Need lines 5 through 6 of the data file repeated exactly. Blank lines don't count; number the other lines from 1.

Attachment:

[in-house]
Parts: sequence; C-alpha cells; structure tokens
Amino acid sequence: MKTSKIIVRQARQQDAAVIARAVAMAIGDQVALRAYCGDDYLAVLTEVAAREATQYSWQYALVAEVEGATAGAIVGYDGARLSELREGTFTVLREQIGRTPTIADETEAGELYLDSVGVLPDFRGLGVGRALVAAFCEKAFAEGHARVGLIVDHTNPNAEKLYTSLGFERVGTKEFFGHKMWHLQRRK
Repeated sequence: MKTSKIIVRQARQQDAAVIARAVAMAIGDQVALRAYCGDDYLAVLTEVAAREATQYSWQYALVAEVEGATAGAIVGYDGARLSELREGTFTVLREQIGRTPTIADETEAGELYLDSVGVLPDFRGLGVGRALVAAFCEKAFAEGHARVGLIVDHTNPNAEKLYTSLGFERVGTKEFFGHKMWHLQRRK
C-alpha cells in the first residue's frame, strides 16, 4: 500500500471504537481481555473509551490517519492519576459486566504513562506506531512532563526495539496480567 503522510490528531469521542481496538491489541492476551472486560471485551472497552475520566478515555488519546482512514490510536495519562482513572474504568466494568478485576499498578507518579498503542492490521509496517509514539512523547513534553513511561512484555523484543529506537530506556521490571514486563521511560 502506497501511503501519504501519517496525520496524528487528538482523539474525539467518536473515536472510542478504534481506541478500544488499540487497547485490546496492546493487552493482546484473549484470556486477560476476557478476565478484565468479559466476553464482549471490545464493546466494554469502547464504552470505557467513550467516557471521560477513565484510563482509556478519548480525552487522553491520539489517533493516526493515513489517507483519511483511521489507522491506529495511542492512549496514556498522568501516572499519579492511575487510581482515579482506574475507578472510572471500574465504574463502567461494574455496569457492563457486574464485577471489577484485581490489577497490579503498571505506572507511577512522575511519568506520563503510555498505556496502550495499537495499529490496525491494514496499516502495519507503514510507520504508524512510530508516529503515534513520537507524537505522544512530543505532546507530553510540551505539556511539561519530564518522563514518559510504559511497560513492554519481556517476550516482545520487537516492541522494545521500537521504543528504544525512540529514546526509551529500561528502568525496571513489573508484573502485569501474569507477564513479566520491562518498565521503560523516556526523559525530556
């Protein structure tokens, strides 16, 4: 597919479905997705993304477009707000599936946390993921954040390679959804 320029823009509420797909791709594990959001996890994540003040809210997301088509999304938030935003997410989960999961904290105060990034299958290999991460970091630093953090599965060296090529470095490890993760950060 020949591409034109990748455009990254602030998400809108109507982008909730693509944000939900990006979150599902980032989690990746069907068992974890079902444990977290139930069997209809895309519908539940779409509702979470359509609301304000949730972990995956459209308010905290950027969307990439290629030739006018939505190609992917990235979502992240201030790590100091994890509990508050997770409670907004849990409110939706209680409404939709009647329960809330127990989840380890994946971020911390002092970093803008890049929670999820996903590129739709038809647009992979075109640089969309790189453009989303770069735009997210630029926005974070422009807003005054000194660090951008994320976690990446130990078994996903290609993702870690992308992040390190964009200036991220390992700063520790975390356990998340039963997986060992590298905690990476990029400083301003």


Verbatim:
C-alpha cells in the first residue's frame, strides 16, 4: 500500500471504537481481555473509551490517519492519576459486566504513562506506531512532563526495539496480567 503522510490528531469521542481496538491489541492476551472486560471485551472497552475520566478515555488519546482512514490510536495519562482513572474504568466494568478485576499498578507518579498503542492490521509496517509514539512523547513534553513511561512484555523484543529506537530506556521490571514486563521511560 502506497501511503501519504501519517496525520496524528487528538482523539474525539467518536473515536472510542478504534481506541478500544488499540487497547485490546496492546493487552493482546484473549484470556486477560476476557478476565478484565468479559466476553464482549471490545464493546466494554469502547464504552470505557467513550467516557471521560477513565484510563482509556478519548480525552487522553491520539489517533493516526493515513489517507483519511483511521489507522491506529495511542492512549496514556498522568501516572499519579492511575487510581482515579482506574475507578472510572471500574465504574463502567461494574455496569457492563457486574464485577471489577484485581490489577497490579503498571505506572507511577512522575511519568506520563503510555498505556496502550495499537495499529490496525491494514496499516502495519507503514510507520504508524512510530508516529503515534513520537507524537505522544512530543505532546507530553510540551505539556511539561519530564518522563514518559510504559511497560513492554519481556517476550516482545520487537516492541522494545521500537521504543528504544525512540529514546526509551529500561528502568525496571513489573508484573502485569501474569507477564513479566520491562518498565521503560523516556526523559525530556
């Protein structure tokens, strides 16, 4: 597919479905997705993304477009707000599936946390993921954040390679959804 320029823009509420797909791709594990959001996890994540003040809210997301088509999304938030935003997410989960999961904290105060990034299958290999991460970091630093953090599965060296090529470095490890993760950060 020949591409034109990748455009990254602030998400809108109507982008909730693509944000939900990006979150599902980032989690990746069907068992974890079902444990977290139930069997209809895309519908539940779409509702979470359509609301304000949730972990995956459209308010905290950027969307990439290629030739006018939505190609992917990235979502992240201030790590100091994890509990508050997770409670907004849990409110939706209680409404939709009647329960809330127990989840380890994946971020911390002092970093803008890049929670999820996903590129739709038809647009992979075109640089969309790189453009989303770069735009997210630029926005974070422009807003005054000194660090951008994320976690990446130990078994996903290609993702870690992308992040390190964009200036991220390992700063520790975390356990998340039963997986060992590298905690990476990029400083301003």